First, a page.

By Daisy Serem and Minu Limbu

The Nairobi Innovation Week Organizing Committee from the University of Nairobi and UNICEF with H.E. the President of the Republic of Kenya Uhuru Kenyatta, Cabinet Secretaries from Ministries of ICT, Industrialization, and Education. Photo Courtesy: Kevin Wamz/University of Nairobi/2016
The Nairobi Innovation Week Organizing Committee from the University of Nairobi and UNICEF with H.E. the President of the Republic of Kenya Uhuru Kenyatta, Cabinet Secretaries from Ministries of ICT, Industrialization, and Education. Photo Courtesy: Kevin Wamz/University of Nairobi/2016

NAIROBI, Kenya, 5 August 2016 – In East Africa, Kenya is a growing hub for startups and young entrepreneurs. At the heart of it all is Nairobi, the capital city, which has been named by CNN as the most intelligent city in Africa for two years in a row, where scholars, researchers, and innovators are making their mark on society.

During the Nairobi Innovation Week, UNICEF’s Stuart Campo, Georgia Hill, Rene Dierks and Moses Rono lead the most participated DESIGN THINKING WORKSHOP. Photo courtesy: Daisy Seren/UNICEF Kenya/2016
During the Nairobi Innovation Week, UNICEF’s Stuart Campo, Georgia Hill, Rene Dierks and Moses Rono lead the most participated DESIGN THINKING WORKSHOP. Photo courtesy: Daisy Seren/UNICEF Kenya/2016

The Second Annual Nairobi Innovation Week (NIW) was an opportunity to learn and showcase innovations and inventions that benefit children, adolescents, and young people. Thousands of participants filled the University of Nairobi grounds where the event took place.

For UNICEF, this was a chance to inspire young innovators to create solutions for those that need it the most, particularly children. In Kenya, 6 out of 10 people are children, and out of a total of 21 million children under 18, almost 80 percent are deprived of at least one of these basic needs: access to water,  proper nutrition, education, health, or child protection services (source: Kenya child deprivation index).

There is – therefore – an urgent need to address these deprivations through sustainable and holistic innovative solutions. In response, UNICEF signed a Memorandum of Understanding (MOU) with the University of Nairobi to work together to find locally relevant solutions to problems affecting Kenya’s children. As one of the strategic partners, UNICEF commits itself to hosting the Nairobi Innovation Week annually.

The UNICEF Kenya Deputy Representative, Patrizia DiGiovanni says

“Partnerships are central to the development of a sustainable innovation ecosystem in Kenya. The Nairobi Innovation Week provides Kenya-based innovation hubs and UNICEF with a unique opportunity to explore home-grown solutions that have a positive impact on realizing the rights of all children in Kenya and beyond its borders.”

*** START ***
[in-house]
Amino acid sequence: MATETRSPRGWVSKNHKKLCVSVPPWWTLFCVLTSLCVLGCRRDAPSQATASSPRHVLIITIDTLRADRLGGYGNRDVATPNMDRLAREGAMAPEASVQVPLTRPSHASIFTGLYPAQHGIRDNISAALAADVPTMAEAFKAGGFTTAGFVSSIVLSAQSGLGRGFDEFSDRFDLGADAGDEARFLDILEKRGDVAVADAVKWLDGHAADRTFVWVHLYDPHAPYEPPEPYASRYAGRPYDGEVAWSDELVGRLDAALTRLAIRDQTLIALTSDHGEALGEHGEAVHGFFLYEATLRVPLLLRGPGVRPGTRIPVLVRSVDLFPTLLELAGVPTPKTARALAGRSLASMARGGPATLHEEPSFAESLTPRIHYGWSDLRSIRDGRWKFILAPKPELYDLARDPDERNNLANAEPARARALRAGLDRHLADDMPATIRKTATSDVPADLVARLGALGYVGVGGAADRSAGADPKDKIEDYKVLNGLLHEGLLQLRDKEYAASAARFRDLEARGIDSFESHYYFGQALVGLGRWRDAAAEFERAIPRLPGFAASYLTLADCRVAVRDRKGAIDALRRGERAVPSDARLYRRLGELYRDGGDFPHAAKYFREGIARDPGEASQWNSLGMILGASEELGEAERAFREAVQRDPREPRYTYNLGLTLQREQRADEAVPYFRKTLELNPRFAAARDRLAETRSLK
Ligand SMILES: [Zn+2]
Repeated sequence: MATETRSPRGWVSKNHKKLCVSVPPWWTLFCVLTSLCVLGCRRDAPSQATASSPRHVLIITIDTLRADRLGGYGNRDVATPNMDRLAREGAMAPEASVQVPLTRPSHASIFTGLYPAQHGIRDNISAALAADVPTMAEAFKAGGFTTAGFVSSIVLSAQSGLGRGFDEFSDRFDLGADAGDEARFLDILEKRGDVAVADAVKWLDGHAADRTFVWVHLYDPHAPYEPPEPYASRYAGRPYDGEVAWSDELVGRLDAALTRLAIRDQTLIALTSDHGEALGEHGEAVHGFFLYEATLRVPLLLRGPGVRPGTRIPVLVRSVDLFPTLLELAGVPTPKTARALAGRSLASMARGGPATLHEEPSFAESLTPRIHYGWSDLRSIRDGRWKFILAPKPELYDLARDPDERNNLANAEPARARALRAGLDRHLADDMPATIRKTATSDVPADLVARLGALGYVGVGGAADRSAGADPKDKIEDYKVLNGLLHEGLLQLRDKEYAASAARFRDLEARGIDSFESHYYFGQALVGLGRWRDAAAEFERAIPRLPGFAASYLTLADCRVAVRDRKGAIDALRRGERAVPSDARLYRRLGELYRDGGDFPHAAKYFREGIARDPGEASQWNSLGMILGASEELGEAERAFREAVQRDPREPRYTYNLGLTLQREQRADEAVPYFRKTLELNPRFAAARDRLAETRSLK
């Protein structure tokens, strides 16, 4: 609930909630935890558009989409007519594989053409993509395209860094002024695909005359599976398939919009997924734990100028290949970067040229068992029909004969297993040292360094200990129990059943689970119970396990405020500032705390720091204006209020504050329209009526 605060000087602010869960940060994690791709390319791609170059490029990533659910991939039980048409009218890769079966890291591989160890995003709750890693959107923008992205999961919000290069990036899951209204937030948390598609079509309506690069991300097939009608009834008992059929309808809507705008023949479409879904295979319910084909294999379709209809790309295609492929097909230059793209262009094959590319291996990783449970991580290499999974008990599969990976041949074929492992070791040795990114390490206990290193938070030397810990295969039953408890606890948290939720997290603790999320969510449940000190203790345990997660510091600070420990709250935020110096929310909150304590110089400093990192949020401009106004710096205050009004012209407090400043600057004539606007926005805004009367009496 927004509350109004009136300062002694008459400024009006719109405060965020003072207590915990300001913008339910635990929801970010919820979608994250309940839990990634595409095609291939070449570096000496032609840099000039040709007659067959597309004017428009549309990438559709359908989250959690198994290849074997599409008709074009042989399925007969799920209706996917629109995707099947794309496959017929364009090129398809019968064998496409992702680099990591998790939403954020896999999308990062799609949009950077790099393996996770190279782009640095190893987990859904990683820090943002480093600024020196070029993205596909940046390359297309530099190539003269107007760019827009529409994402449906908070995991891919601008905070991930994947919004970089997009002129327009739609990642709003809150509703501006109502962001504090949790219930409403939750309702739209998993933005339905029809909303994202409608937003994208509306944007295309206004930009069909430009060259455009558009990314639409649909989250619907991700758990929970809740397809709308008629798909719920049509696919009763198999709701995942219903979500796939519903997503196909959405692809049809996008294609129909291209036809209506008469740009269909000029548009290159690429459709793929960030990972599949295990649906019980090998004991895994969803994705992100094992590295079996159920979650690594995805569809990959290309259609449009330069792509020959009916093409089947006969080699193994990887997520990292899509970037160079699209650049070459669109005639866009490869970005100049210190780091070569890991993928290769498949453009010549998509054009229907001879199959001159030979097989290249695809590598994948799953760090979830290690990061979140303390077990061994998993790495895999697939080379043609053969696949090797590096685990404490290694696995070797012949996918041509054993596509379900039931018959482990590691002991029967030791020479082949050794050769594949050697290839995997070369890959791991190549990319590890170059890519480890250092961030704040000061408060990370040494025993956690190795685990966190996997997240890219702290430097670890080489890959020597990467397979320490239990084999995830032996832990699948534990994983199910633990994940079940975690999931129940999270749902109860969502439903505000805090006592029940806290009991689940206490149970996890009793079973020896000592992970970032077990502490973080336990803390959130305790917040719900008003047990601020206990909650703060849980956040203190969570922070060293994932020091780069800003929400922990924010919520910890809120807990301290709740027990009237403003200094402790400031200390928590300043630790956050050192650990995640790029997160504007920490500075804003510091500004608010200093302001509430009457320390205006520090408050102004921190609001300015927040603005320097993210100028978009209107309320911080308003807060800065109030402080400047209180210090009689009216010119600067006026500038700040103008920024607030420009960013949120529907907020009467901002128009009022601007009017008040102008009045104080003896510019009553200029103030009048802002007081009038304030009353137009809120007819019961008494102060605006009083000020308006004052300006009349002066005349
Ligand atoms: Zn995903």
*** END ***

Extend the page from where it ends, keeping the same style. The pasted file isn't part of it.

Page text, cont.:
To further strengthen the development of a sustainable innovation ecosystem, in February this year UNICEF launched the Innovation Fund, a USD 10.6 million fund that invests in open-source technologies that have both a social good mission and a potential to grow. The Innovation Fund follows a Venture Capital model and focuses on early stage investments to help companies, which might otherwise not be able to create pathways to scale for their open source technology solutions, build their capacity.

Chris Fabian, UNICEF Office of Innovation Ventures Lead, who was also a keynote speaker at the Nairobi Innovation Week, highlighted the opportunities presented by the venture fund.

“We are living in a world where there is an explosion of data so how can we use this to change our unequal world and make a difference for the vulnerable and forgotten?” he asked. “The Innovation Fund is looking for problem-solvers who can build open-source solutions that will help children globally.”

Throughout the one-week long innovation week, UNICEF emphasized the need to innovate for children. During the pre-event, UNICEF led one of the most attended events, the “Design Thinking” workshop and participated in a panel discussion about the Innovations for Children and Youth – one of the primary highlights of the NIW2016.

UNICEF Innovation Co- Lead Chirs Fabian with young Innovators during Nairobi Innovation Week 2016. Courtesy: Daisy Seren/UNICEF Kenya
UNICEF Innovation Co- Lead Chirs Fabian with young Innovators during Nairobi Innovation Week 2016. Courtesy: Daisy Seren/UNICEF Kenya

The Cabinet Secretary of Ministry of Information Communication and Technology Mr. Joseph Mucheru, who is the former head of Google Sub-Saharan Africa, also visited the UNICEF Innovation Stall and interacted with the exhibitors. “We need to work together to build need focused innovation ecosystem for Kenya,” he said. “Innovative ICT partnerships and infrastructures are key to deliver sustainable and affordable innovations in Kenya.”

The Government of Kenya also pledged to invest in young innovators and committed Kenya Shillings 100 Million the University of Nairobi to cater for the innovation week 2017. Speaking during the official opening ceremony of NIW, His Excellency the President of Kenya, Uhuru Kenyatta, lauded the University of Nairobi for being a beacon of innovation.

“Innovation is the engine that drives entrepreneurship; and it is entrepreneurship that opens up opportunities for our young people, and creates the jobs that sustain and reward them,” H.E. Kenyatta said. “But our innovation and hard work mean little if it does not improve people’s lives.”


NEW Update on Nairobi Innovation 2017:  The Third Nairobi Innovation Week will take place on 6 – 10 March 2017. If you are interested in participating in Nairobi Innovation Week 2017 or showcasing child focused innovations, please contact:

  1. Minu Limbu, mlimbu@unicef.org, Innovation Lead, UNICEF Kenya
  2. Daisy Serem-Esinapwaka, dserem@unicef.org, Communication Officer, UNICEF Kenya
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